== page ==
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  1. #1
    Senior Member Dominae's Avatar
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    Remvoing Shimano Ultegra 6500 Crank

    I removed the dust caps and threaded in my crank puller. When I tightened it down, it simply push out the threads destroying them. Now, I have no way to remove the crank with a puller. Did I use the wrong type of crank puller. Is there a special version for these Shimano Octalink cranks? Any ideas about how to get the cranks off? Are they ruined and will I have to replace them with new cranks?

  2. #2
    AEO
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    yes, octalink, splined, have a different puller from square taper cranks.
    http://www.parktool.com/products/det...26&item=CCP-44
    http://www.parktool.com/products/det...26&item=CCP-22

    if you check the head, they're slightly different.
    Food for thought: if you aren't dead by 2050, you and your entire family will be within a few years from starvation. Now that is a cruel gift to leave for your offspring. ;)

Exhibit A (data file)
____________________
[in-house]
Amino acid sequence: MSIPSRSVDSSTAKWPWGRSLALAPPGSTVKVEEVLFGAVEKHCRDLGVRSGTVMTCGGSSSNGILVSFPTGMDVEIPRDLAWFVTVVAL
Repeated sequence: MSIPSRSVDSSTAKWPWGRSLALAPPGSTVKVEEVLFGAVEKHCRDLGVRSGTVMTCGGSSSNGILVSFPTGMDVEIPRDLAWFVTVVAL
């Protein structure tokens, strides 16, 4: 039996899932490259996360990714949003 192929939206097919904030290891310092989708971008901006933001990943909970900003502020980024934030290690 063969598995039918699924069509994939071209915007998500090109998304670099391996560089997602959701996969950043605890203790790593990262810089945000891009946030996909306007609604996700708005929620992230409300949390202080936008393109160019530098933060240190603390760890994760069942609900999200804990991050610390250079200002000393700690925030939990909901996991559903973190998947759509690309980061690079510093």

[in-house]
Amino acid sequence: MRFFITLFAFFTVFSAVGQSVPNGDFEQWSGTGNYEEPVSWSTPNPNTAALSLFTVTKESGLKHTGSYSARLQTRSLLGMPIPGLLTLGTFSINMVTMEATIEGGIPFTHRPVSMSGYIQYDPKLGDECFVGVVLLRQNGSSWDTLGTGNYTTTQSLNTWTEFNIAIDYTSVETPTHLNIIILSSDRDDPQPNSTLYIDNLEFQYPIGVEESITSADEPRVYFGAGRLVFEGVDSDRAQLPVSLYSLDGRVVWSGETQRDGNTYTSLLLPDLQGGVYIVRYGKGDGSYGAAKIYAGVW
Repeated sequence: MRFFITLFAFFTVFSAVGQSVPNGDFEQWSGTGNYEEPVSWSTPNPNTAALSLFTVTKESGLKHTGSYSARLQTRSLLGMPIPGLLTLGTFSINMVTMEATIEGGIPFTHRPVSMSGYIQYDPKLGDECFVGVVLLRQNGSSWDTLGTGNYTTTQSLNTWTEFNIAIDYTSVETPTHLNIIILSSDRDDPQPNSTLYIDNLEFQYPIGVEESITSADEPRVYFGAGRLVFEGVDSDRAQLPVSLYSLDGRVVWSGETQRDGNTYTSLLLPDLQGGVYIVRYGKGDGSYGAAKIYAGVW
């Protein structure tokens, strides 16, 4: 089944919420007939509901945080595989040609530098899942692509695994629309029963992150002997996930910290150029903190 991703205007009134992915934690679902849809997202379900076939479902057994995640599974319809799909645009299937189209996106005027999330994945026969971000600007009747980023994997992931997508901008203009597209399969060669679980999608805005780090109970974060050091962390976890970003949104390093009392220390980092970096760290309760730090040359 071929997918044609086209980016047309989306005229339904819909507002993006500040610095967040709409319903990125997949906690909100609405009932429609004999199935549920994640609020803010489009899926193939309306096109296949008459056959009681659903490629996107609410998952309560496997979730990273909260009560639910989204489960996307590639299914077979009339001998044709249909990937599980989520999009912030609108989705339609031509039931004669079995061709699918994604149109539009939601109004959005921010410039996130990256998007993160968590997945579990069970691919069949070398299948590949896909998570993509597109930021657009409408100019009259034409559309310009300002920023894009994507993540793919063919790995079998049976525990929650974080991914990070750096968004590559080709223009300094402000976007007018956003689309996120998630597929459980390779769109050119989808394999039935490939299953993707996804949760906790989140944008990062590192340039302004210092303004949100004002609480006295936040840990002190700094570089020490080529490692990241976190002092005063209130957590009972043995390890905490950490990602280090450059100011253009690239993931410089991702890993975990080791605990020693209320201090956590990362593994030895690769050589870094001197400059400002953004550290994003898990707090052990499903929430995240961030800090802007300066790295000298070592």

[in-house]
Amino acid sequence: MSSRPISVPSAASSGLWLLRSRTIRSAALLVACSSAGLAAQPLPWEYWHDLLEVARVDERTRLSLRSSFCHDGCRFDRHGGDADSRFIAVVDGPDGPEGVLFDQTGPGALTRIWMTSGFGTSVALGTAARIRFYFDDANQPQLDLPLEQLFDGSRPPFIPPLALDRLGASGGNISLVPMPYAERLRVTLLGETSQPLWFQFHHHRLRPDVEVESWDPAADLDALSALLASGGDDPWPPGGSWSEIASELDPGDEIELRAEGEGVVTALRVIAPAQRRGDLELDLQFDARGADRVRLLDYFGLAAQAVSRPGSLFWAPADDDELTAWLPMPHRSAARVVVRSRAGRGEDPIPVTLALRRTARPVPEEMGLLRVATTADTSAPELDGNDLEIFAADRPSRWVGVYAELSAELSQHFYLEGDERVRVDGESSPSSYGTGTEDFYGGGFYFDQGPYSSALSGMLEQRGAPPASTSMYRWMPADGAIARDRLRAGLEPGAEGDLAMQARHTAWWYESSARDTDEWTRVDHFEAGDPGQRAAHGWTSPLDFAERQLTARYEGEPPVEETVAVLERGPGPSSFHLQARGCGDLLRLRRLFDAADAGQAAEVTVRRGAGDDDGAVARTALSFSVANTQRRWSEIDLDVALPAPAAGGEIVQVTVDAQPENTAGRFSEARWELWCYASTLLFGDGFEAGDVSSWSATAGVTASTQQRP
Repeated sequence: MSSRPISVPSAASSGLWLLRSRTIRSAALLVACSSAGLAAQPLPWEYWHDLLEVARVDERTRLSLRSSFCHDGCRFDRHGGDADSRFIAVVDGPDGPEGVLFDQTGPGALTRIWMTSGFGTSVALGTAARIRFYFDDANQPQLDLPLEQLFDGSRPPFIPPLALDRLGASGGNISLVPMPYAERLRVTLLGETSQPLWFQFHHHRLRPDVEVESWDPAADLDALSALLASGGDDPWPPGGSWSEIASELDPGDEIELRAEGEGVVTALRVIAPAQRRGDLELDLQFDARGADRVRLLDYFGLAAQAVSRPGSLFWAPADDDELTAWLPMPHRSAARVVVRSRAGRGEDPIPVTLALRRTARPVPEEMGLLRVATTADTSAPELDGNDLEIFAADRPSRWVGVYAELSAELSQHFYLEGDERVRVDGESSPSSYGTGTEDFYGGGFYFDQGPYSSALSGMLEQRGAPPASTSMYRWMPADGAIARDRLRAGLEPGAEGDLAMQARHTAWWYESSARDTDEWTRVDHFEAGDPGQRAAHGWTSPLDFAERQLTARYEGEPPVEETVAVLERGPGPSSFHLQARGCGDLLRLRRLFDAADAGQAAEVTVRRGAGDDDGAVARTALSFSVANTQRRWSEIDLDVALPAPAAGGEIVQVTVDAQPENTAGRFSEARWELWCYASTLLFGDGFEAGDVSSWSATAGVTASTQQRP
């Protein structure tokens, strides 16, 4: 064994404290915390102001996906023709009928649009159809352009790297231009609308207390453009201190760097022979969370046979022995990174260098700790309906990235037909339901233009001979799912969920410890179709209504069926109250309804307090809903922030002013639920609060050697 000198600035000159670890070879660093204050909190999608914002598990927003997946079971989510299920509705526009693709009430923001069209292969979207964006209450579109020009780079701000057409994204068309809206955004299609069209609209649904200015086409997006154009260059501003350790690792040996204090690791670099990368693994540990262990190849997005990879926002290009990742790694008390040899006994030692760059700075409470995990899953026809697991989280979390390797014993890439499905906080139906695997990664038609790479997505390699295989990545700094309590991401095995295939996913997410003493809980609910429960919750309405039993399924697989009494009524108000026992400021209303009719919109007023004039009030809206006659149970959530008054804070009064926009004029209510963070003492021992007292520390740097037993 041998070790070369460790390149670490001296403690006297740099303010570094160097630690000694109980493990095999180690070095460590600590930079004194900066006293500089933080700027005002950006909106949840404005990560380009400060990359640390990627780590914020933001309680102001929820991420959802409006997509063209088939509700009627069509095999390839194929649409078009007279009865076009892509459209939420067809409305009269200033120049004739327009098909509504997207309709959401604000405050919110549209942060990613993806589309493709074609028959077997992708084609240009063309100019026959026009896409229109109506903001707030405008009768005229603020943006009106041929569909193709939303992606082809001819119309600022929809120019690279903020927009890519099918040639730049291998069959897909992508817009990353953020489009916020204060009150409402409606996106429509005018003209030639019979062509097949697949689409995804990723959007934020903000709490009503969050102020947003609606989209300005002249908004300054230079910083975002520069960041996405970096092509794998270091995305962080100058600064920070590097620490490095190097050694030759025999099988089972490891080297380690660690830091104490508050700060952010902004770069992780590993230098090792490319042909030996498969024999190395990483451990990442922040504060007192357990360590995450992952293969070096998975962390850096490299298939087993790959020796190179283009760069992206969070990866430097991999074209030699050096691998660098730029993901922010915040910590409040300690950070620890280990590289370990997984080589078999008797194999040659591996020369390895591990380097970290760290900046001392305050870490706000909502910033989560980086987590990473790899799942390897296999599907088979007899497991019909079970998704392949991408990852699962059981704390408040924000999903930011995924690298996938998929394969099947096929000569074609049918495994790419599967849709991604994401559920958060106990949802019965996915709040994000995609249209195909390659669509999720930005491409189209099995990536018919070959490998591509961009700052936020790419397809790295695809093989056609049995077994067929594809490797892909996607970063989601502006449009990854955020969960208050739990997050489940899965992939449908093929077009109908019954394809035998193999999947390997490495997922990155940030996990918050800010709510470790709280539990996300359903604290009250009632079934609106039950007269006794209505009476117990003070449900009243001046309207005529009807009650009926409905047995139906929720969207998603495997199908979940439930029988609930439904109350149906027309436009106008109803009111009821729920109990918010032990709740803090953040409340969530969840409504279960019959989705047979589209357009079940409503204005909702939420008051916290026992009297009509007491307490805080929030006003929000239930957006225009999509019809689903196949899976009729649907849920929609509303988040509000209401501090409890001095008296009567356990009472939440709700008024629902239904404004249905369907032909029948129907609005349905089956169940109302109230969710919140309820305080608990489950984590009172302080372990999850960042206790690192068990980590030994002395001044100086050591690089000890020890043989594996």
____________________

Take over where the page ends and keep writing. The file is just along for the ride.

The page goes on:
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    you can also get the pedro's universal puller, it has two tips one shimano/isis and one for older cranks.

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    Make sure you take out the washer.

  5. #5
    Senior Member Dominae's Avatar
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    Thanks for the advice so far. The problem is I have no more threads left in my crank to screw the special crank puller into. My cran is stick on the bottom bracket and I need some way to get it off. I assume I'm not going to be able to pound it off?

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    You can get a heli coil insert and tap that into the arm then use a proper puller. You can get heli coils from mcmaster carr or local hardware stores.

  7. #7
    Senior Member Dominae's Avatar
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    OK that great But how do I know what size and thread count for the tapper? How can I figure this out?

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    Quote Originally Posted by jvinch View Post